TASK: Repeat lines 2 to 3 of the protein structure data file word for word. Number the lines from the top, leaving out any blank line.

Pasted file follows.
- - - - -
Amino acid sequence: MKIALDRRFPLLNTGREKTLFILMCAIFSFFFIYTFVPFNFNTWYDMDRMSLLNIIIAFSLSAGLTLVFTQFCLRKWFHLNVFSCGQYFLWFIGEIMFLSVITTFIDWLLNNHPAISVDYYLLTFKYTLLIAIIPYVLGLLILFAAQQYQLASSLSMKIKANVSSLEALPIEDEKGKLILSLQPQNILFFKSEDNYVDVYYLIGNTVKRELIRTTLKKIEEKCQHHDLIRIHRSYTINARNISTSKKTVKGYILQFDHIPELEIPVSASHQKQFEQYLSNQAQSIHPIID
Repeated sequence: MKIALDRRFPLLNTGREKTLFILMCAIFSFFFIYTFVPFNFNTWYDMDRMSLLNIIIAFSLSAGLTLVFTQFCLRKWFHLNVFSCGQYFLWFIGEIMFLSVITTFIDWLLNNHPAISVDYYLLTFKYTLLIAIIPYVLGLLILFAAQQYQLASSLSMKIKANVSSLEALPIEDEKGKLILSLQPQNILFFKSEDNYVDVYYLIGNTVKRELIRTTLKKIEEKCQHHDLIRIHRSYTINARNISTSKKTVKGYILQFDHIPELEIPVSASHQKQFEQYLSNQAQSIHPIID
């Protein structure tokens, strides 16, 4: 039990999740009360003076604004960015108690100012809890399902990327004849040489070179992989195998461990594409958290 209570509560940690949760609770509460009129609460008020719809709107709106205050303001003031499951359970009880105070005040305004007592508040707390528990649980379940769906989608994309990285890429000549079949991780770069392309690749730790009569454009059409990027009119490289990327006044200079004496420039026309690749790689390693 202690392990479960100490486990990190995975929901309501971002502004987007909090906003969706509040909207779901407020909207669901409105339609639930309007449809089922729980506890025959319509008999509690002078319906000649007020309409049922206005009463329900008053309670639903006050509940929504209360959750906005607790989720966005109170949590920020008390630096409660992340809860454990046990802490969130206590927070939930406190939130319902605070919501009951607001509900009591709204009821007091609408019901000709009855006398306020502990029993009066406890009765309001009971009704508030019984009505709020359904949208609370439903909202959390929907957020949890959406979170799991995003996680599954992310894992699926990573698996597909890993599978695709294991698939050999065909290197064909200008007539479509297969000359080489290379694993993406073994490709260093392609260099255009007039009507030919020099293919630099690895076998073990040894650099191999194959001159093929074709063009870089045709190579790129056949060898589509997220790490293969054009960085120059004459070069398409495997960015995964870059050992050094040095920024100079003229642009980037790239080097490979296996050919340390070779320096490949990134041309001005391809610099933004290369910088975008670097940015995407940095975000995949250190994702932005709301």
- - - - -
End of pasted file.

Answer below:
Repeated sequence: MKIALDRRFPLLNTGREKTLFILMCAIFSFFFIYTFVPFNFNTWYDMDRMSLLNIIIAFSLSAGLTLVFTQFCLRKWFHLNVFSCGQYFLWFIGEIMFLSVITTFIDWLLNNHPAISVDYYLLTFKYTLLIAIIPYVLGLLILFAAQQYQLASSLSMKIKANVSSLEALPIEDEKGKLILSLQPQNILFFKSEDNYVDVYYLIGNTVKRELIRTTLKKIEEKCQHHDLIRIHRSYTINARNISTSKKTVKGYILQFDHIPELEIPVSASHQKQFEQYLSNQAQSIHPIID
């Protein structure tokens, strides 16, 4: 039990999740009360003076604004960015108690100012809890399902990327004849040489070179992989195998461990594409958290 209570509560940690949760609770509460009129609460008020719809709107709106205050303001003031499951359970009880105070005040305004007592508040707390528990649980379940769906989608994309990285890429000549079949991780770069392309690749730790009569454009059409990027009119490289990327006044200079004496420039026309690749790689390693 202690392990479960100490486990990190995975929901309501971002502004987007909090906003969706509040909207779901407020909207669901409105339609639930309007449809089922729980506890025959319509008999509690002078319906000649007020309409049922206005009463329900008053309670639903006050509940929504209360959750906005607790989720966005109170949590920020008390630096409660992340809860454990046990802490969130206590927070939930406190939130319902605070919501009951607001509900009591709204009821007091609408019901000709009855006398306020502990029993009066406890009765309001009971009704508030019984009505709020359904949208609370439903909202959390929907957020949890959406979170799991995003996680599954992310894992699926990573698996597909890993599978695709294991698939050999065909290197064909200008007539479509297969000359080489290379694993993406073994490709260093392609260099255009007039009507030919020099293919630099690895076998073990040894650099191999194959001159093929074709063009870089045709190579790129056949060898589509997220790490293969054009960085120059004459070069398409495997960015995964870059050992050094040095920024100079003229642009980037790239080097490979296996050919340390070779320096490949990134041309001005391809610099933004290369910088975008670097940015995407940095975000995949250190994702932005709301």